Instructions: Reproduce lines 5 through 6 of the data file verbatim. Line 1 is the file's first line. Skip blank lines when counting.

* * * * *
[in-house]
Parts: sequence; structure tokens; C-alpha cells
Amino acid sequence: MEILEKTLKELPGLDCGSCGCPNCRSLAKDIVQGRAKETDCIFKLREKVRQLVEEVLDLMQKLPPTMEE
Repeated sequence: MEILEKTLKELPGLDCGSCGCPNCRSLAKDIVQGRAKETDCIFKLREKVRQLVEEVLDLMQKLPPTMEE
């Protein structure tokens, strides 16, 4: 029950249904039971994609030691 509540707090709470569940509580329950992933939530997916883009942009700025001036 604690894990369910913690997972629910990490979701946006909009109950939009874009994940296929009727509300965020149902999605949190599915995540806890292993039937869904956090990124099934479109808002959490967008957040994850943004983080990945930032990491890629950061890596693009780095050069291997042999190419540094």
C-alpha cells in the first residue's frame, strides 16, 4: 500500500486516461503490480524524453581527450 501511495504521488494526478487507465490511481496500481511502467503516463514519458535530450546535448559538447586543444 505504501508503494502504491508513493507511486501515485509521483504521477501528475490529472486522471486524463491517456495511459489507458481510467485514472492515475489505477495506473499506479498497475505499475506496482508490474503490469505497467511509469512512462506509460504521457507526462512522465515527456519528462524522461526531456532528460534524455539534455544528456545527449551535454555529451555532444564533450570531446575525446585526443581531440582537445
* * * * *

């Protein structure tokens, strides 16, 4: 029950249904039971994609030691 509540707090709470569940509580329950992933939530997916883009942009700025001036 604690894990369910913690997972629910990490979701946006909009109950939009874009994940296929009727509300965020149902999605949190599915995540806890292993039937869904956090990124099934479109808002959490967008957040994850943004983080990945930032990491890629950061890596693009780095050069291997042999190419540094």
C-alpha cells in the first residue's frame, strides 16, 4: 500500500486516461503490480524524453581527450 501511495504521488494526478487507465490511481496500481511502467503516463514519458535530450546535448559538447586543444 505504501508503494502504491508513493507511486501515485509521483504521477501528475490529472486522471486524463491517456495511459489507458481510467485514472492515475489505477495506473499506479498497475505499475506496482508490474503490469505497467511509469512512462506509460504521457507526462512522465515527456519528462524522461526531456532528460534524455539534455544528456545527449551535454555529451555532444564533450570531446575525446585526443581531440582537445